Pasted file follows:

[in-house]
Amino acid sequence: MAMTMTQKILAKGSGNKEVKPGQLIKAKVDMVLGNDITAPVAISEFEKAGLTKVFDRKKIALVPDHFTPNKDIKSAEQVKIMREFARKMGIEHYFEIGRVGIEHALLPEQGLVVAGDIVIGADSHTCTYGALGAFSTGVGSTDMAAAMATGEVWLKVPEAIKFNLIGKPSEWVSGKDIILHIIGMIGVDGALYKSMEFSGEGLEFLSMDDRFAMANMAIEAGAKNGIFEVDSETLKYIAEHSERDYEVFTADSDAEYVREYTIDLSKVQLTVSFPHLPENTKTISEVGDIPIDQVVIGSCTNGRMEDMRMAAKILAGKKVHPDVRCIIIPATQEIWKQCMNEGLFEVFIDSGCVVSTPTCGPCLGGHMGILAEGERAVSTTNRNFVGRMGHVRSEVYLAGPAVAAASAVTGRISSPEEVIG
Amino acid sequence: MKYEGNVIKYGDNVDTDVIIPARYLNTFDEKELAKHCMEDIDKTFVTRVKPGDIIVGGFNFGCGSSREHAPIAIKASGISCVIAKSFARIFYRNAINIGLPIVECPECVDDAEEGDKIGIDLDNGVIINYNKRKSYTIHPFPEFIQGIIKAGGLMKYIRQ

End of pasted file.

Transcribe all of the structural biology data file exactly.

[in-house]
Amino acid sequence: MAMTMTQKILAKGSGNKEVKPGQLIKAKVDMVLGNDITAPVAISEFEKAGLTKVFDRKKIALVPDHFTPNKDIKSAEQVKIMREFARKMGIEHYFEIGRVGIEHALLPEQGLVVAGDIVIGADSHTCTYGALGAFSTGVGSTDMAAAMATGEVWLKVPEAIKFNLIGKPSEWVSGKDIILHIIGMIGVDGALYKSMEFSGEGLEFLSMDDRFAMANMAIEAGAKNGIFEVDSETLKYIAEHSERDYEVFTADSDAEYVREYTIDLSKVQLTVSFPHLPENTKTISEVGDIPIDQVVIGSCTNGRMEDMRMAAKILAGKKVHPDVRCIIIPATQEIWKQCMNEGLFEVFIDSGCVVSTPTCGPCLGGHMGILAEGERAVSTTNRNFVGRMGHVRSEVYLAGPAVAAASAVTGRISSPEEVIG
Amino acid sequence: MKYEGNVIKYGDNVDTDVIIPARYLNTFDEKELAKHCMEDIDKTFVTRVKPGDIIVGGFNFGCGSSREHAPIAIKASGISCVIAKSFARIFYRNAINIGLPIVECPECVDDAEEGDKIGIDLDNGVIINYNKRKSYTIHPFPEFIQGIIKAGGLMKYIRQ